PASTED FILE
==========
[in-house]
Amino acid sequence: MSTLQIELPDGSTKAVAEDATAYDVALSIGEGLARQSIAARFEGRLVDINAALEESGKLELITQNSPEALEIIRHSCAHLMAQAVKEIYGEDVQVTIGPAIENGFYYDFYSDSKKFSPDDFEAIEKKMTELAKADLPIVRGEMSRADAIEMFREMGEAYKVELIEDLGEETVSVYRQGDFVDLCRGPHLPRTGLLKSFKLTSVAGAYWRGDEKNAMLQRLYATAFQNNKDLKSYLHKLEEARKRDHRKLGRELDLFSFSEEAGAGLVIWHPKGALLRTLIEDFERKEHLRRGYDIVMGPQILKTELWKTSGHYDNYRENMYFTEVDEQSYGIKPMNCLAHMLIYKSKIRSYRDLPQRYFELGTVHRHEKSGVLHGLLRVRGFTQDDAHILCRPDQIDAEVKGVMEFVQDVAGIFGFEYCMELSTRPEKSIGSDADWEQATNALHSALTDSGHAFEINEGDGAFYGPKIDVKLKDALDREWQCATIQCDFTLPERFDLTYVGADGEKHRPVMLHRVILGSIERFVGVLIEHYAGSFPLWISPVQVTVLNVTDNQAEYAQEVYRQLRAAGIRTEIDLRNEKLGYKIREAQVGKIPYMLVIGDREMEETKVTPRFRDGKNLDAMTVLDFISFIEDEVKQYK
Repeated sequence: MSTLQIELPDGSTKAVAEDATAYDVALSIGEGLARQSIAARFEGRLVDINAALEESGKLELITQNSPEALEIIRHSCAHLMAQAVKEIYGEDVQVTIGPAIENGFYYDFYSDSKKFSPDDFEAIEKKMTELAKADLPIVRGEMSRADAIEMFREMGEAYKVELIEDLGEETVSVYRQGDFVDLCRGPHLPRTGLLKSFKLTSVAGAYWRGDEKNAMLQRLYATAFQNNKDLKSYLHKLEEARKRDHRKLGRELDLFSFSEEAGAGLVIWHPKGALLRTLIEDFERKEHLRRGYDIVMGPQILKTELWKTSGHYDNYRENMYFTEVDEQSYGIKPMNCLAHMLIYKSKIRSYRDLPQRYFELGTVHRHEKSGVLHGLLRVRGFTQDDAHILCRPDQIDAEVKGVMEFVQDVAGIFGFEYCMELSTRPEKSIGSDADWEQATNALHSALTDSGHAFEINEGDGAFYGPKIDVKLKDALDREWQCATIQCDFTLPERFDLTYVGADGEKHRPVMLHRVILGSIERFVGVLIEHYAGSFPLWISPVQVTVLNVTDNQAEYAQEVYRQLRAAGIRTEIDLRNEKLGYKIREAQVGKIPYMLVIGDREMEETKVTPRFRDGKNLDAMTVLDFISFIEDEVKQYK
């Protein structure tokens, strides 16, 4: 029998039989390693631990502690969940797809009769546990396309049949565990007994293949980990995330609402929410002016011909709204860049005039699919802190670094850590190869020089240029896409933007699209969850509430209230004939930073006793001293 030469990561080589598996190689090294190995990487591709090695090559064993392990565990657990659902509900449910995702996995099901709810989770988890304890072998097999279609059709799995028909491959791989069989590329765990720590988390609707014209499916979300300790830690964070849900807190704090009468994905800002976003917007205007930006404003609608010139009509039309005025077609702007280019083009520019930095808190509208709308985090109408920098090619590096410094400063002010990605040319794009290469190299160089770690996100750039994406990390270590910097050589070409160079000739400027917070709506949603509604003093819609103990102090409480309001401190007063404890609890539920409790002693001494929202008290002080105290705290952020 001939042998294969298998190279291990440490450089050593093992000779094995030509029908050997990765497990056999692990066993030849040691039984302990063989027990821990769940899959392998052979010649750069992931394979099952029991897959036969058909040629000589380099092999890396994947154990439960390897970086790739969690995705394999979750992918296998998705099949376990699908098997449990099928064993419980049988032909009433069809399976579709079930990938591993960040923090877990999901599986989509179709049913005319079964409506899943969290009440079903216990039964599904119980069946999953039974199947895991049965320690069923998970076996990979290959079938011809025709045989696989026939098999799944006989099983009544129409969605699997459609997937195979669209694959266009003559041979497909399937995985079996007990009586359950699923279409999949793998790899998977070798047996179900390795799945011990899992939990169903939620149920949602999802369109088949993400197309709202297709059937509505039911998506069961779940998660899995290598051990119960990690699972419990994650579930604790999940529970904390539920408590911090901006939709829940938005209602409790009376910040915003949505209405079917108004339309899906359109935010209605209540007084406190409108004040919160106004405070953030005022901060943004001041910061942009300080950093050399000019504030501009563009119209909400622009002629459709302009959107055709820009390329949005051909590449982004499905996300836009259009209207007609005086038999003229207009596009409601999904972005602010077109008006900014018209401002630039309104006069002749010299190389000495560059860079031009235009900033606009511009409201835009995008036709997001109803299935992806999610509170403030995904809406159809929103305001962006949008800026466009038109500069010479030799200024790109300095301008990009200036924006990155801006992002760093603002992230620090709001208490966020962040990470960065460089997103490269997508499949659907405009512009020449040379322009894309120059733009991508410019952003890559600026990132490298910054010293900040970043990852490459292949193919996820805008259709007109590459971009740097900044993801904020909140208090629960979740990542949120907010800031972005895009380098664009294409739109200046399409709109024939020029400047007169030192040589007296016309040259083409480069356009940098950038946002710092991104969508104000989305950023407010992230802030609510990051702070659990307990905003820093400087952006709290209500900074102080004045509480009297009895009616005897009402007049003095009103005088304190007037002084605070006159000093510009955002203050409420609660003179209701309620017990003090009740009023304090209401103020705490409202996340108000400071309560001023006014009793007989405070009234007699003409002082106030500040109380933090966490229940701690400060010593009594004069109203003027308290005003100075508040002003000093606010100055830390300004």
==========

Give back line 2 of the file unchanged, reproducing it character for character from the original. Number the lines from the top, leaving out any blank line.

Amino acid sequence: MSTLQIELPDGSTKAVAEDATAYDVALSIGEGLARQSIAARFEGRLVDINAALEESGKLELITQNSPEALEIIRHSCAHLMAQAVKEIYGEDVQVTIGPAIENGFYYDFYSDSKKFSPDDFEAIEKKMTELAKADLPIVRGEMSRADAIEMFREMGEAYKVELIEDLGEETVSVYRQGDFVDLCRGPHLPRTGLLKSFKLTSVAGAYWRGDEKNAMLQRLYATAFQNNKDLKSYLHKLEEARKRDHRKLGRELDLFSFSEEAGAGLVIWHPKGALLRTLIEDFERKEHLRRGYDIVMGPQILKTELWKTSGHYDNYRENMYFTEVDEQSYGIKPMNCLAHMLIYKSKIRSYRDLPQRYFELGTVHRHEKSGVLHGLLRVRGFTQDDAHILCRPDQIDAEVKGVMEFVQDVAGIFGFEYCMELSTRPEKSIGSDADWEQATNALHSALTDSGHAFEINEGDGAFYGPKIDVKLKDALDREWQCATIQCDFTLPERFDLTYVGADGEKHRPVMLHRVILGSIERFVGVLIEHYAGSFPLWISPVQVTVLNVTDNQAEYAQEVYRQLRAAGIRTEIDLRNEKLGYKIREAQVGKIPYMLVIGDREMEETKVTPRFRDGKNLDAMTVLDFISFIEDEVKQYK